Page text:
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Parting Shots: Do the primaries really have to be so long?

Keywords: Tags  Parting Shots, 2012 election, 2012 Republican Primary, Thomas Graham

If you aren’t bored with the long-running Republican presidential primary race by now, you must be a political junkie. The talking heads on TV report breathlessly that the next “debate” is only a few days away, or that Rick Santorum got a remarkable “bump” from his showing in Iowa.

After each debate, the political analysts take over to point out every little misstep and the weakness of the offending candidates. Between debates, pollsters conduct a new poll faster than the last one can be digested, all in the hope that the candidates can better tailor their messages. An economy has reached a high degree of sophistication when it can afford so many well-educated people to tell citizens what they think. And all of this is introduced as “Breaking News.”

Aren’t there an extraordinary number of candidates still in the hunt, and why is that so? There are at least two reasons that are visible, and there might be others.

The first is the crumbling of the Republican National Committee (RNC) filling its historic role of an honest broker among competing candidates, and asserting its clout by the distributionÑor withholdingÑof funds for selected candidates. If there was ever any doubts about the effectiveness of the RNC, the 2010 election swept them away. Because the RNC went to sleep and automatically endorsed all sitting senators and congressmen, the Tea Party was able to sweep in and defeat many of the Republicans in Name Only (Rino) by running strong fiscal conservatives in the primaries and then sending them on to win in the general election. This was a victory of transcendent importance to fiscal realists of any party, but it has had the unintended side effect of maintaining an undisciplined presidential primary. Additionally, the Tea Party and fiscal conservatives are having a hard time finding a candidate that would meet their criteria of (1) showing the capability of defeating President Obama and (2) comporting with their established views of fiscal conservatism if elected.

The second reason the contest for the nomination is so long running is the profusion of debates. The networks are sponsoring the debatesÑfree TV time for the candidates at the back of the pack even though their own fund-raising results may have been less than successful. Do you ever wonder what would occupy the news and the talk shows if the Republican nominee were established by concession now? These are hard-eyed businessmen managing the networks who have decided to spend their money on the debates. Of course, if questioned the network managers would say it is their patriotic duty.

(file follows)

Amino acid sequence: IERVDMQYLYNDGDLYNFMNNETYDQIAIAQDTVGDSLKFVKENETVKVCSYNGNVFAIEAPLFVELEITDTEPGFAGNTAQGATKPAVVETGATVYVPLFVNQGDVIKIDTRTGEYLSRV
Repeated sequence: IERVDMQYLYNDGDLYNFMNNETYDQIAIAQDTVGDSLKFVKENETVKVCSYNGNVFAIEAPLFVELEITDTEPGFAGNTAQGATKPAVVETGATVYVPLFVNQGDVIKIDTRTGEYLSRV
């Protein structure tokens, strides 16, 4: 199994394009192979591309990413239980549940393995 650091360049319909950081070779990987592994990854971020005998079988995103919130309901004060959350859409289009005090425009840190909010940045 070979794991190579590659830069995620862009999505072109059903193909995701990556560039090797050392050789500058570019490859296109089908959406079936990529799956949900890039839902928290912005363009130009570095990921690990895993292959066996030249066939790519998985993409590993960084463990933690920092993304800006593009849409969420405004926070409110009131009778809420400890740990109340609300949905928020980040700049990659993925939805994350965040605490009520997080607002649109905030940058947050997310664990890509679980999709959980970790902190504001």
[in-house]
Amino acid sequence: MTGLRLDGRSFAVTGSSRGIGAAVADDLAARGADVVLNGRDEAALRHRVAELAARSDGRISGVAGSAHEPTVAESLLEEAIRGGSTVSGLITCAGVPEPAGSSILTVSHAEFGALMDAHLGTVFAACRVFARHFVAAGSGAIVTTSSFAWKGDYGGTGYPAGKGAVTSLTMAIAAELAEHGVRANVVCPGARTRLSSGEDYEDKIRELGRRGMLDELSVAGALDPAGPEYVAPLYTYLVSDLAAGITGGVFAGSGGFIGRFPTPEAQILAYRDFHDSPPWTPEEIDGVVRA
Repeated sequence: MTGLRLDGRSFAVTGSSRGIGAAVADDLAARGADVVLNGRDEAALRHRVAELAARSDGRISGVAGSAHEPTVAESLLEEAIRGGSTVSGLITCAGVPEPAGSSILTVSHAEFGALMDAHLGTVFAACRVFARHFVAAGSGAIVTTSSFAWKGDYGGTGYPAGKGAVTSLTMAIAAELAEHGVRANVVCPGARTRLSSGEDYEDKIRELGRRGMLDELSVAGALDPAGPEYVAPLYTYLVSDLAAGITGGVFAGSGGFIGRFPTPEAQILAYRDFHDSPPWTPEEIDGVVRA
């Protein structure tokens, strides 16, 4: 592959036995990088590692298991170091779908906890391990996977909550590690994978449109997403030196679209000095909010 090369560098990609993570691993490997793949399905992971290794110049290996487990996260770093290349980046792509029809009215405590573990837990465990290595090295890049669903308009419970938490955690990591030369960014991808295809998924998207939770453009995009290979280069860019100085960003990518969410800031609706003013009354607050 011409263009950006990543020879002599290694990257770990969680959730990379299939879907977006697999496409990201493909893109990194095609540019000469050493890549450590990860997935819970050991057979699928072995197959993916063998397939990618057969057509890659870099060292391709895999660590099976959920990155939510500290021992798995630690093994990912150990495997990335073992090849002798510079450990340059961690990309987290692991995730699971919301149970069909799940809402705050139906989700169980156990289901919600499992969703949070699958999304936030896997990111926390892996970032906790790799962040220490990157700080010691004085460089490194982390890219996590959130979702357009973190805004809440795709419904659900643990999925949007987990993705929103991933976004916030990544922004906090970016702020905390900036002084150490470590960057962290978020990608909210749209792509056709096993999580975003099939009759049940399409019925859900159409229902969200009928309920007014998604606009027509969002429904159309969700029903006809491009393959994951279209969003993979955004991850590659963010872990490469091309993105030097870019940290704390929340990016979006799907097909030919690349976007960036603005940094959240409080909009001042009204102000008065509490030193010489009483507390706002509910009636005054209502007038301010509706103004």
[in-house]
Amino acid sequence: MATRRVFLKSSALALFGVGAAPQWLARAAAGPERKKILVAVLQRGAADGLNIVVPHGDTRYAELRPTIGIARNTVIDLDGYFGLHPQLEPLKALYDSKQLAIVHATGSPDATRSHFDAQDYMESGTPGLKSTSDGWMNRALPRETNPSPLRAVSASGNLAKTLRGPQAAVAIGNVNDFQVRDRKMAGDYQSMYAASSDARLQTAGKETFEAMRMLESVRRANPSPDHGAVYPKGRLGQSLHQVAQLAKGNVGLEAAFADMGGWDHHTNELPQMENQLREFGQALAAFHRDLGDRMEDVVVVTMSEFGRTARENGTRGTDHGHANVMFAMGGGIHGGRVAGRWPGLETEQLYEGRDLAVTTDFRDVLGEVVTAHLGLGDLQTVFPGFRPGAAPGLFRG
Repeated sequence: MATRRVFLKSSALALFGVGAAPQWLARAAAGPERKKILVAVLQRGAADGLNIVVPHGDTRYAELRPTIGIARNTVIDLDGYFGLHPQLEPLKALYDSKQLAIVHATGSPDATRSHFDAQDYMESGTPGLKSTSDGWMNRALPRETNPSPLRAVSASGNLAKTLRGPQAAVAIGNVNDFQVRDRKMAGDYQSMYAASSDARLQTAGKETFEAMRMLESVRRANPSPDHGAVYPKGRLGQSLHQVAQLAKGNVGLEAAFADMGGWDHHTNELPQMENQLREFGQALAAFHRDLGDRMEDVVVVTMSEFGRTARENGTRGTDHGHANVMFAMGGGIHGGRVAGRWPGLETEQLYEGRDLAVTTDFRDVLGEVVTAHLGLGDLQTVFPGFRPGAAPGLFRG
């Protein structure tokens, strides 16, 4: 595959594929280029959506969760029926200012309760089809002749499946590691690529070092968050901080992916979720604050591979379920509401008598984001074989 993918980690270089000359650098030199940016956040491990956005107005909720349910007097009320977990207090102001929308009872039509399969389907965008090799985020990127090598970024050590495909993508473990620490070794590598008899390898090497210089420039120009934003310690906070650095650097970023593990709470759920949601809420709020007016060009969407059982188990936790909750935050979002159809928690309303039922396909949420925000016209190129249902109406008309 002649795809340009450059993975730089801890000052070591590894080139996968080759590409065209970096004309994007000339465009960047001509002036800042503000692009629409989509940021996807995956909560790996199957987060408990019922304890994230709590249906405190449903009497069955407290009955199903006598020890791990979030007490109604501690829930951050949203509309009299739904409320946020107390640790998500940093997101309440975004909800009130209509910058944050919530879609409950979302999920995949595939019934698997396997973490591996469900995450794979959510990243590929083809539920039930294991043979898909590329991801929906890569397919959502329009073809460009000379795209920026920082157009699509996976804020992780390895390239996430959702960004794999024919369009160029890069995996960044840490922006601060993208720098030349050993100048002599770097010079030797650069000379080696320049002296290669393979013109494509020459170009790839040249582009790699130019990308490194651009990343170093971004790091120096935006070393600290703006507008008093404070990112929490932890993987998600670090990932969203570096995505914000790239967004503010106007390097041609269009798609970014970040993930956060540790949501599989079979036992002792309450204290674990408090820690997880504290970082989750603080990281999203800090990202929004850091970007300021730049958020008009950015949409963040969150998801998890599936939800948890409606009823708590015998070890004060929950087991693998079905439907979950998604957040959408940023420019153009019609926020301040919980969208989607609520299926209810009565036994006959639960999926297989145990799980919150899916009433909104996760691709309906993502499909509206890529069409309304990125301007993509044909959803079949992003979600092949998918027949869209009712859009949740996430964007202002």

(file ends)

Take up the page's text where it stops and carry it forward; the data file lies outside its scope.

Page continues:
And then there is the continual hand-wringing about the quality of the Republican contenders. Attractive possibilities who have disqualified themselvesÑlike Ind. Gov. Mitch Daniels, N.J. Gov. Chris Christie and Rep. Paul RyanÑhave weighed the impact of national scrutiny on themselves and their families in a run for the nomination. We are witness to the fallout from this scrutiny, and to the difficult fundraising efforts requiredÑnamely, Tim Pawlenty and Rep. Michele Bachmann. The surviving candidates are all scrambling to represent themselves as fiscal conservatives so as to look more appealing to this segment, including evangelical voters.

There is something almost ludicrous about Santorum and Newt Gingrich debating this issue, as their own public records establish beyond a shadow of doubt that neither has actually behaved as a “true believer.” Gingrich was attractedÑor succumbedÑto every big government initiative when he was Speaker of the House; Santorum was a classic Rino as a sitting senator, endorsing big spending and leading the league in earmarks. Gingrich’s defense is “I was younger then;” Santorum attempts to divert by talking family values and proposing a zero-percent income tax on manufacturing. Clearly, Santorum was the beneficiary of the evangelical vote in IowaÑwhich will not translate nationally. Santorum illustrates the distinction between social conservative (anti-abortion, gay marriage, etc.) and a fiscal conservative (cut spending, cut the deficit, stop the flood of federal regulations, etc.).

The voting public will have to decide the credibility of these and other candidates. We won’t get much help from traditional economists who are so wedded to Keynesian solutions that they cannot changeÑthey cling to their security blanket that only more government “investment” can lift us out of the morass we are in. The fiscal crises in Greece and Italy represent the culmination of this “don’t cut government spending nowÑdo it later.”


Thomas C. Graham is a founding member of T.C. Graham Associates. He is a former chairman and chief executive officer of AK Steel Corp., president and chief executive officer of Armco Steel Co. LP, chairman and chief executive officer of Washington Steel Co., president of the U.S. Steel Group of USX Corp. and president and chief executive officer of Jones & Laughlin Steel Co. His column appears monthly. He invites readers’ comments and can be contacted at

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